Legal documents can be downloaded from the relevant property page. Simply click on the ‘Legals’ tab below the images of the property.
Please note that you will need to create a BidX1 account to access the legal documents. This is free and takes less than two minutes.
Where should I direct queries about the legal documents relating to a property?
The vendor’s solicitors are best placed to answer queries relating to the legal documents. Details of the relevant solicitor can be found on each property page. The key contacts for each property are listed below the property images.
Do I need mortgage approval in order to buy a property at auction?
If you need to arrange a mortgage it is important that you obtain a binding offer from your lender before the auction. Most building societies and banks will wish to instruct a surveyor to prepare a valuation report before making a mortgage offer so you will need to make your mortgage application as early as possible.
You will usually need to complete your purchase four weeks after the auction and should discuss this with your lenders to make sure that this will not be a problem.
Please note that auction properties are not sold ‘subject to contract’, ‘subject to finance’ or ‘subject to survey’ - if you are the purchaser, you are legally obliged to complete the sale.
How long do I have from the day of the auction to complete the sale?
You will usually need to complete your purchase (transfer the full amount to the vendor’s solicitor) four weeks after the auction. However, the exact completion date for each lot will be stated in the Contract for Sale, which is available in the legal documents for each property.
Can I buy a property before the auction?
A small number of properties are sold prior to auction. Please contact the relevant BidX1 Property Contact if you wish to discuss this.
The key contacts for each property are listed on each property page, below the main photograph, where you will find the relevant surveyor listed under ‘Property Enquiries.’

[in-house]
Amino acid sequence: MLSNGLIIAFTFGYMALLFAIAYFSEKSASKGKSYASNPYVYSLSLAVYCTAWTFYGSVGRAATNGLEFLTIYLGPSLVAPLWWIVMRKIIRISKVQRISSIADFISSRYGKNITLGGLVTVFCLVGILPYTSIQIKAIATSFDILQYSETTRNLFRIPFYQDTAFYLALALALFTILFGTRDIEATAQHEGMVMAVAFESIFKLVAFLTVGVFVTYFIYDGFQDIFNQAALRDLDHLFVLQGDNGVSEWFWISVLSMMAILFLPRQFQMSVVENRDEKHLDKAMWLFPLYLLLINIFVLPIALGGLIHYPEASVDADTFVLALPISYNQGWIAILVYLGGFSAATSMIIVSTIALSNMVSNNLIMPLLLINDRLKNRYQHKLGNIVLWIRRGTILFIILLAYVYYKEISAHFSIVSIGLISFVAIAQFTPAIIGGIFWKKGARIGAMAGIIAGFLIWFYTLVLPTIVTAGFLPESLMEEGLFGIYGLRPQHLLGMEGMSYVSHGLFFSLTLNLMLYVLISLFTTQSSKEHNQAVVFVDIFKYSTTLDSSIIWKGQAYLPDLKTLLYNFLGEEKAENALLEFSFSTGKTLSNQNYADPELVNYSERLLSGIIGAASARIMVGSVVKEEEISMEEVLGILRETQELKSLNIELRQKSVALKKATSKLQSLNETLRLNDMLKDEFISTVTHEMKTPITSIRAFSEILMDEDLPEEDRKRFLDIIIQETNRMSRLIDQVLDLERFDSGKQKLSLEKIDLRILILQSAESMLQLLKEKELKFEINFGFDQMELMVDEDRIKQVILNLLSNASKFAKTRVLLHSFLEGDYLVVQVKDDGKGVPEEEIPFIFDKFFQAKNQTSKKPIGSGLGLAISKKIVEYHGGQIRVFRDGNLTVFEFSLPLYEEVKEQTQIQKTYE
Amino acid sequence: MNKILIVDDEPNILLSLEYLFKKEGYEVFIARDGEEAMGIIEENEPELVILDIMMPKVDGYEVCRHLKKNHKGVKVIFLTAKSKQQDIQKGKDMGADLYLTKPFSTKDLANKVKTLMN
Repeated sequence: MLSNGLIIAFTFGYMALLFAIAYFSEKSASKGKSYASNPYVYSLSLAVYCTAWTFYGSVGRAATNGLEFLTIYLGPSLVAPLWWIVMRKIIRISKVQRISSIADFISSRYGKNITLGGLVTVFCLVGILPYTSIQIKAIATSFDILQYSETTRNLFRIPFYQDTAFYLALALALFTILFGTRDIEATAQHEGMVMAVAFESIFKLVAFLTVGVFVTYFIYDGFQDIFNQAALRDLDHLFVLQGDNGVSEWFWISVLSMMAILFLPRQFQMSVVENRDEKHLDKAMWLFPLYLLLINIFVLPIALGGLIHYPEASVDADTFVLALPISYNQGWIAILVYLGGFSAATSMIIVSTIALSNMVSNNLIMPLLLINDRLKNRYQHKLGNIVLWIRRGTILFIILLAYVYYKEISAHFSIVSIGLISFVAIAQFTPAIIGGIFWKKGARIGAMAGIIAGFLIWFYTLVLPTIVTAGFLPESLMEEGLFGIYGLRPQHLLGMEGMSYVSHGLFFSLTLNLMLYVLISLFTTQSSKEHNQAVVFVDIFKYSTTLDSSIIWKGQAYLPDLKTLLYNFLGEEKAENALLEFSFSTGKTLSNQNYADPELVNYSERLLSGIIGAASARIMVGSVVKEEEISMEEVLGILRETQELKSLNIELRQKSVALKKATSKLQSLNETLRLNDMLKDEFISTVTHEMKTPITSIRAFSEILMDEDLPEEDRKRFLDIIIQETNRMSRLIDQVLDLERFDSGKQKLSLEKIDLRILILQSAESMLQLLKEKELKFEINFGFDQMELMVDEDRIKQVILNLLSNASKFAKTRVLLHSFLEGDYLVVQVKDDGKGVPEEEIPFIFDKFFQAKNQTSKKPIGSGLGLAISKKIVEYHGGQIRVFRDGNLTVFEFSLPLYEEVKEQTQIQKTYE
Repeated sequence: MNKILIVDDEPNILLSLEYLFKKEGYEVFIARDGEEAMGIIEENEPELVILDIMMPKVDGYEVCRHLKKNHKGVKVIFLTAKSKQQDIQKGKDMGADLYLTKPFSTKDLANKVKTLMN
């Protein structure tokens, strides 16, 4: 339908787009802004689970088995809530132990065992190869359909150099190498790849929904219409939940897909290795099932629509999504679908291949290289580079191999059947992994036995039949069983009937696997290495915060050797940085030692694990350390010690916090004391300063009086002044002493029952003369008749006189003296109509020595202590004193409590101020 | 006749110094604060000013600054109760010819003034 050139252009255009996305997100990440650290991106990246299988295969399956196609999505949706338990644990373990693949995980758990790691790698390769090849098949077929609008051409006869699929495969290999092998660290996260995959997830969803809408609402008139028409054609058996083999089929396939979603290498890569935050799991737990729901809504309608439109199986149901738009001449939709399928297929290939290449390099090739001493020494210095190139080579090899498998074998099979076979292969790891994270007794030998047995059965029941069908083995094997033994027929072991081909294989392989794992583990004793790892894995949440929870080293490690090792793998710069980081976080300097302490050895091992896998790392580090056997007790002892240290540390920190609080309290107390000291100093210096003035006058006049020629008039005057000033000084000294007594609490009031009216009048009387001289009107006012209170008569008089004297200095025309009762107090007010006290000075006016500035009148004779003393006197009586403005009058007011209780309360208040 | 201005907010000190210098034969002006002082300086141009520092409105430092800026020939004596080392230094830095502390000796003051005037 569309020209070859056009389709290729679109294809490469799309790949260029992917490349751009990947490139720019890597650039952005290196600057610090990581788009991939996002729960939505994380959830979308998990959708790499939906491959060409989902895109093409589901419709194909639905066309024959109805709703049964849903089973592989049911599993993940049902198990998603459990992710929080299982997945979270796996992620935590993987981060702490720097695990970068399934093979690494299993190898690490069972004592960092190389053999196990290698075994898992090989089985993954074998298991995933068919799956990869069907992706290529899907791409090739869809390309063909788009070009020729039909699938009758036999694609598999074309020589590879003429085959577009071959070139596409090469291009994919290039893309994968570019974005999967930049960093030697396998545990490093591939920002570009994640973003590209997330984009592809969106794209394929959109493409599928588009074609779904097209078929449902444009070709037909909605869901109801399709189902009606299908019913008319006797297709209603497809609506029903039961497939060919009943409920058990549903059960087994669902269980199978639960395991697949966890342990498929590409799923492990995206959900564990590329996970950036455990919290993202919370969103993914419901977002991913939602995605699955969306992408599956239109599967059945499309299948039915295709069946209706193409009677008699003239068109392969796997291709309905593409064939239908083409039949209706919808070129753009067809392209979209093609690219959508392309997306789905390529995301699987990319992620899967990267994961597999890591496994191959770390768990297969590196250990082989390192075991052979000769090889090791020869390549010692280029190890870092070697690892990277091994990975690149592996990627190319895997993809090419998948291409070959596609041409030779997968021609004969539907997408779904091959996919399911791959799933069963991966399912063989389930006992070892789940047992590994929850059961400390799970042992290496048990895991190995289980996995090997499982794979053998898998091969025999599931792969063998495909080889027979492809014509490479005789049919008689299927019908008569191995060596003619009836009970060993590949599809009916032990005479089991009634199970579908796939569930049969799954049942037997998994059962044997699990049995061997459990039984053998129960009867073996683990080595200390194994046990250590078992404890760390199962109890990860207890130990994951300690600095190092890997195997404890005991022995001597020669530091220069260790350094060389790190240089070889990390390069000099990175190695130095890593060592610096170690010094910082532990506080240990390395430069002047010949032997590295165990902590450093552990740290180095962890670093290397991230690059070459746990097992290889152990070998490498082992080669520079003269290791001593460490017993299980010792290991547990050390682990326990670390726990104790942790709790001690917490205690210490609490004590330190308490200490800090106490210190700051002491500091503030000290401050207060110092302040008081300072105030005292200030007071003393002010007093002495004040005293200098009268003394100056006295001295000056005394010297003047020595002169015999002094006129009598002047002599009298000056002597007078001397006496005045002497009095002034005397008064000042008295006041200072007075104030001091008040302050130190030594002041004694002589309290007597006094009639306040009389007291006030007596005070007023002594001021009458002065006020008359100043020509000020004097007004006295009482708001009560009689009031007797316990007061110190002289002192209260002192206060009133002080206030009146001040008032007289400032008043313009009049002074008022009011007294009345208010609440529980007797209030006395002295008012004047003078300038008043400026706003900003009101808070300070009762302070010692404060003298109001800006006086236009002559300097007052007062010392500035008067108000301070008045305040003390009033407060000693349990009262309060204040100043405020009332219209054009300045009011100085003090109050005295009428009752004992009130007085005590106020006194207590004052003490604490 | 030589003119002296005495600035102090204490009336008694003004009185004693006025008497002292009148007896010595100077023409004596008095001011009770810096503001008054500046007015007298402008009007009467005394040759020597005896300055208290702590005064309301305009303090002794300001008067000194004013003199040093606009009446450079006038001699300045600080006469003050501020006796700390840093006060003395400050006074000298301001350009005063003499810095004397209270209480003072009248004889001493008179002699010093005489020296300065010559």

Can properties be withdrawn from the auction?
On some occasions, properties are withdrawn from the auction. This is often because the legal documents have not been prepared with enough time for potential buyers to complete the necessary due diligence. In many cases, these properties will be re-offered at a future auction date.
What does ‘Guide Price’ mean?
A Guide Price is an indication of the seller’s current minimum acceptable price at auction.
This Guide Price will be displayed in the bidding section for each property, to the right of the main image.
What does the ‘Reserve Price’ mean?
The reserve price is the seller’s minimum acceptable price at auction, the figure below which the auctioneer cannot sell.
What does ‘Invited Opening Bid’ mean?
As properties cannot be sold for less than the Reserve Price, an appropriate starting bid will be set on the day of the auction. This is known as the Invited Opening Bid – it’s the lowest bid that can be placed on the property. For example, you will not be able to place an opening bid of £1,000 on a property reserved at £6m.
The Invited Opening Bid will be made public the day before the auction and is displayed in the bidding section for each property, to the right of the main image. It replaces the ‘Reserve’ or ‘Guide Price’ figure.
When does registration for bidding open?
Typically, registration opens 3 weeks prior to an Auction. The registration opening date and time are advertised on individual lots as timings are subject to change.
How do I register to bid on a property?
The registration process is easy, and a full Registration Guide is available for further details.
- Create a BidX1 Account
- Navigate to the property that you wish to bid on
- Click on the pink 'Login/Register to Bid' button in the bidding section on the right-hand side of the page
- Complete the following sections:
- Fill in your personal details
- Read and accept the Terms & Conditions
- Confirm your selected lot(s)
- Payment of Deposit
After these steps have been completed, we will review your registration and let you know once you are approved to bid.